“It’s okay to not plan every second of the friggin day.”

“Sleep in NOW! As much as possible!”

“Start [a bedtime routine] as a newborn or you’re screwed! Lol”

“Get baby on a sleep schedule: sleep = sleep.”

“Sleep when the baby sleeps.”

“Don’t wake a sleeping baby to eat.”

“Scheduled feedings during the day, but let baby sleep at night. Don’t wake [them].”

“Have little to no expectations for anything. With kids it is so hard to plan and I think just going into every situation with a positive attitude and no expectations makes everything better at the end.”

“Don’t be a stickler for routine. Things change and the baby will adapt.”


On Breastfeeding:

“Breastfeeding is NOT easy. It’s NOT the simplest most natural thing. It’s a learned behavior for mom and baby. If you struggle with it or it just doesn’t work for you, that’s ok and you didn’t fail as a mom at all. A fed baby is all you need - breast milk or formula are both totally fine. You are not failing if you nurse or if you don’t nurse.”

“Don’t give up breast feeding even if the baby doesn’t latch on at first. When they are hungry they will latch, give it time (might have to stuff the boob in their mouth).”

“Do NOT let someone bully you into exclusively breast feeding. I don’t care what they say. Combo feeding is valid and so is bottle feeding. Lactation consultants are great but if you aren’t able to feed your baby, you should not feel shame.”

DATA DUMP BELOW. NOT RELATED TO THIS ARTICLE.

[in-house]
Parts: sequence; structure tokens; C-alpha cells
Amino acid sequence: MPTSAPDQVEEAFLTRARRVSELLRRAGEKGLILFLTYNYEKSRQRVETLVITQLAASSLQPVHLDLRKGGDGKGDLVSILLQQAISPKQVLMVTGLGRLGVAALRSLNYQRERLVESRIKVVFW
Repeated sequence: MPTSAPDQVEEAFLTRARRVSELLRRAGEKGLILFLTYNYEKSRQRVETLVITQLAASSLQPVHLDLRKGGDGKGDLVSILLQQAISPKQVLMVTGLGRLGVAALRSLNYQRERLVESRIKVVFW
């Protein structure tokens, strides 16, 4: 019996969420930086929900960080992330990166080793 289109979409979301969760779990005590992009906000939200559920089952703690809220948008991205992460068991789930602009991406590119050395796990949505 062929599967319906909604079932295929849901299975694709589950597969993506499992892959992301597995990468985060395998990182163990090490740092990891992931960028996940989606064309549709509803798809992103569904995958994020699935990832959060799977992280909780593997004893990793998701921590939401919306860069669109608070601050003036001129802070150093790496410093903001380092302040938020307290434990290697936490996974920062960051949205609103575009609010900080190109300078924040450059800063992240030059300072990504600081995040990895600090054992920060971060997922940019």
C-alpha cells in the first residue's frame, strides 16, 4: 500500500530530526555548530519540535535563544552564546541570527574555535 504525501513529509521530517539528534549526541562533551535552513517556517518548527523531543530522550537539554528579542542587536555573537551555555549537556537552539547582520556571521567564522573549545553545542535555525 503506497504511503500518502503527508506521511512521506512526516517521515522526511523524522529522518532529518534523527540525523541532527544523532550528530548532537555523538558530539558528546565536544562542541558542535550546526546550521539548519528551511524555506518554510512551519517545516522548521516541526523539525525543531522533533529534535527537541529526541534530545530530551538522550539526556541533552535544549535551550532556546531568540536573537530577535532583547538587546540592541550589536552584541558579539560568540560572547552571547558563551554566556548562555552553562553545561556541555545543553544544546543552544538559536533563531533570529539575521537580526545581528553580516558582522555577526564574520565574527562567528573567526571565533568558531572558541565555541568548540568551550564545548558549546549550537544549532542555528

“Breastfeeding is awful and it’s hard and it’s the worst and you’re a perfectly and wonderfully capable bad ass who created a perfect life. Feed the baby and love yourself, God be damned!”


On Help:

“It’s okay to ask for help.”

“There’s no weakness in asking for or accepting help.”

“When people ask to come visit, let them. Then hand them the baby and go to sleep. Ask them to do your laundry, mop your floor. Do you need anything? Yes - send them your grocery list. Do not go back to work until you absolutely have to. Don’t feel guilty about taking all the time you have earned (this goes for paternity leave, too). The work will keep - the baby changes quickly. “

“Stop worrying if the house is clean, laundry [done]. Ask someone to come over to do it while you take a nap.”

“Never turn away help!”

“Don’t be shy about asking for help. Maintaining your mental health during the first six months is critical. Let someone watch the baby while you nap, get a massage, get your nails done, go to dinner with a friend or your partner.”


On Postpartum Blues:

“It’s ok to breakdown. Just get back up.”

“It’s ok to not be happy all the time.”

“Speak up about everything postpartum and nothing is too small or insignificant to mention. “